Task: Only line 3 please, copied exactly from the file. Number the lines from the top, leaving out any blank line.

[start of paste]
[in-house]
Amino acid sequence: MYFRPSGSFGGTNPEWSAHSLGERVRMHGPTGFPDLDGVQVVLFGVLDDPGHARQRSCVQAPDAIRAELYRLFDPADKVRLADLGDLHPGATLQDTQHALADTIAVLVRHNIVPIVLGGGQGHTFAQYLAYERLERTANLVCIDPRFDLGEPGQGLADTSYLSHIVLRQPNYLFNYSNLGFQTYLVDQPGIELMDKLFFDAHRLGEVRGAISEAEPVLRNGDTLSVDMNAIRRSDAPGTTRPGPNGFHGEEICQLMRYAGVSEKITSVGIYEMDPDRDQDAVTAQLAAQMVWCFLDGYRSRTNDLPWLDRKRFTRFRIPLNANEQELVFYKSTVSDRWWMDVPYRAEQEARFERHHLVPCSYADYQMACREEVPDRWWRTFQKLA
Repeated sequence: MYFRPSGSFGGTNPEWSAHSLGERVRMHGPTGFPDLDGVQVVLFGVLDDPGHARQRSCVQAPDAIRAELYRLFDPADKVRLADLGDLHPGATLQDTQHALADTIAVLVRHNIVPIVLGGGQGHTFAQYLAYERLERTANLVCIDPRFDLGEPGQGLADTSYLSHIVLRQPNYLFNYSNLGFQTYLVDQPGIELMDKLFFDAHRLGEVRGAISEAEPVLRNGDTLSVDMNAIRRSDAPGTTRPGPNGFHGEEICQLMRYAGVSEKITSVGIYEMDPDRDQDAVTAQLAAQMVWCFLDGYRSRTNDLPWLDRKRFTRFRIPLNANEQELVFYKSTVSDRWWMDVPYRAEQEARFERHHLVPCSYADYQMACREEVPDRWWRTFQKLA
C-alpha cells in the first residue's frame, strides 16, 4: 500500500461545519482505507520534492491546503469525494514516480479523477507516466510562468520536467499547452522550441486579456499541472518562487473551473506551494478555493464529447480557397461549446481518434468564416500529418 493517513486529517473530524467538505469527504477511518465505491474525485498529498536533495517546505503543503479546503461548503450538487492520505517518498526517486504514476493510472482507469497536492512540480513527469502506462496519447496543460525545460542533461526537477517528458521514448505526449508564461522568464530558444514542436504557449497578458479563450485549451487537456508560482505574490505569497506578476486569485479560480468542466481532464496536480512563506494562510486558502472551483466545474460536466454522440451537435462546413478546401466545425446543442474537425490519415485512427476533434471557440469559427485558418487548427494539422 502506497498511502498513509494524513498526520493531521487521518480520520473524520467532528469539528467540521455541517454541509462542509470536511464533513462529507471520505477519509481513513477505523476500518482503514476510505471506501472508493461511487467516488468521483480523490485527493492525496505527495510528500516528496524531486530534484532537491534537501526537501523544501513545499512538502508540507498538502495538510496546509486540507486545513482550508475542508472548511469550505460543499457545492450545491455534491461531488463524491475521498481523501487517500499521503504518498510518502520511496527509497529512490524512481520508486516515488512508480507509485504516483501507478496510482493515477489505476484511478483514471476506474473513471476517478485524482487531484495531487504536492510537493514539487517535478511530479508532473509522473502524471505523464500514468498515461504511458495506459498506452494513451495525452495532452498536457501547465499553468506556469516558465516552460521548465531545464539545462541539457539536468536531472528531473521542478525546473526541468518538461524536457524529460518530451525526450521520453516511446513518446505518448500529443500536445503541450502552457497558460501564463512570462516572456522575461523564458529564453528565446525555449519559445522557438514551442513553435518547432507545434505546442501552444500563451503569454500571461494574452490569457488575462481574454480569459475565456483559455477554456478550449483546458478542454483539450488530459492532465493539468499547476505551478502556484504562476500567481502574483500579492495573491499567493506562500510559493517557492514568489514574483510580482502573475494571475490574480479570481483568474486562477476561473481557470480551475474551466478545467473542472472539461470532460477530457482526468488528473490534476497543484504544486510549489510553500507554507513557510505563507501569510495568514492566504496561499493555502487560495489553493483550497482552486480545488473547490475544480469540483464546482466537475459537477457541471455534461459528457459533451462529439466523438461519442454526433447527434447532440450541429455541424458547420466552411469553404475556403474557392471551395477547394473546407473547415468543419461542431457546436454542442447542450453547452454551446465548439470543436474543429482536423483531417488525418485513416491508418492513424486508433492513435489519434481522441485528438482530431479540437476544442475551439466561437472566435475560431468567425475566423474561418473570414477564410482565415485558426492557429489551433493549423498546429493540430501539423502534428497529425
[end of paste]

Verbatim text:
Repeated sequence: MYFRPSGSFGGTNPEWSAHSLGERVRMHGPTGFPDLDGVQVVLFGVLDDPGHARQRSCVQAPDAIRAELYRLFDPADKVRLADLGDLHPGATLQDTQHALADTIAVLVRHNIVPIVLGGGQGHTFAQYLAYERLERTANLVCIDPRFDLGEPGQGLADTSYLSHIVLRQPNYLFNYSNLGFQTYLVDQPGIELMDKLFFDAHRLGEVRGAISEAEPVLRNGDTLSVDMNAIRRSDAPGTTRPGPNGFHGEEICQLMRYAGVSEKITSVGIYEMDPDRDQDAVTAQLAAQMVWCFLDGYRSRTNDLPWLDRKRFTRFRIPLNANEQELVFYKSTVSDRWWMDVPYRAEQEARFERHHLVPCSYADYQMACREEVPDRWWRTFQKLA